// Get the modified scale value
        mScaleValue *= detector.getScaleFactor();

        // Set the image matrix scale
        Matrix m = new Matrix(getImageMatrix());
        m.setScale(mScaleValue, mScaleValue);
        setImageMatrix(m);

        return true;
    }

    @Override public boolean onScaleBegin(ScaleGestureDetector detector) {
        // Return true here to tell the ScaleGestureDetector we
        // are in a scale and want to continue tracking.
        return true;
    }

    @Override public void onScaleEnd(ScaleGestureDetector detector) {
        // We don't care about end events, but you could handle this if
        // you wanted to write finished values or interact with the user
        // when they are finished.
    }
}

As you can see in the code above, our custom ImageView instantiates a ScaleGestureDetector and implements the ScaleGestureDetector.OnScaleGestureListener callbacks itself.

The important piece which triggers the gesture detector is the call to mScaleGestureDetector.onTouchEvent(event), which returns true if the gesture is satisfied and the detector will be handling the event.

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@Override public boolean onTouchEvent(MotionEvent event) {
    // Pass our events to the scale gesture detector first.
    boolean handled = mScaleDetector.onTouchEvent(event);

    // If the scale gesture detector didn't handle the event,
    // pass it to super.
    if (!handled) {
        handled = super.onTouchEvent(event);
    }

    return handled;
}

If the gesture detector doesn’t handle the event, then we pass it through to the super class to handle.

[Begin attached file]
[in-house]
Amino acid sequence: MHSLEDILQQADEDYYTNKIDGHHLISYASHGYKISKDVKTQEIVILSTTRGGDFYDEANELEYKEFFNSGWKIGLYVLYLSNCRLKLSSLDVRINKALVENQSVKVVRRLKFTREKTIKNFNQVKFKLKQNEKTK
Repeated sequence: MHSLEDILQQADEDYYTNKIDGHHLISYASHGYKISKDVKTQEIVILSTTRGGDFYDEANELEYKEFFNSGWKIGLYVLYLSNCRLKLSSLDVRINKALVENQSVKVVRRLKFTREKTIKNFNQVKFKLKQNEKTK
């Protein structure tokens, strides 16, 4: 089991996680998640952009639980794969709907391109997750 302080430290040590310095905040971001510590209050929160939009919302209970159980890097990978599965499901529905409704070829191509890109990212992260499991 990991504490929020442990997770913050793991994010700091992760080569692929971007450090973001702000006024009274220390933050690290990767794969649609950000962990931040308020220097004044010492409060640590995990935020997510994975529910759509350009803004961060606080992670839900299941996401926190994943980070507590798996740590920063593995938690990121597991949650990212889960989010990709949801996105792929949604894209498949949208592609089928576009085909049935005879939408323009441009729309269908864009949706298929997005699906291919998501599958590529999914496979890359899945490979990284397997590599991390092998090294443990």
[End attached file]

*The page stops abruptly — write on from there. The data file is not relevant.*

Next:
When the events constitute a scale gesture (pinch to zoom), the gesture detector will convert that gesture into a scale factor, accessible via detector.getScaleFactor(), and pass it to the onScale(ScaleGestureDetector) method of the Listener.

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@Override public boolean onScale(ScaleGestureDetector detector) {
    // Get the modified scale value
    mScaleValue *= detector.getScaleFactor();

    // Set the image matrix scale
    Matrix m = new Matrix(getImageMatrix());
    m.setScale(mScaleValue, mScaleValue);
    setImageMatrix(m);

    return true;
}

This is where we simply set the scale of image using the image matrix. Most apps would likely do more here, like checking that the scale factor remains within a certain bounds so that the image doesn’t get scaled down to nothing, but that’s left as an exercise for the reader.

That’s All

That’s all there is to this custom view. With these minor additions, and the help of the ScaleGestureDetector, we were able to add pinch to zoom to a simple ImageView with minimal code.

Extending the gesture support is also easy by simply adding more GestureDetectors. In Fragment, for instance, we use 3 different GestureDetectors (Translate, Scale, Rotate) on the same view to achieve the smooth, gesture based editing.

You can also check out the Android Gesture Detectors project on Github for some more Gesture Detectors that work with multi touch gestures. (I didn’t write that library, just converted it to Gradle and deployed it to Maven Central. I’ve got a PR out to the owner to merge those in and upload to his own Maven Central groupId.)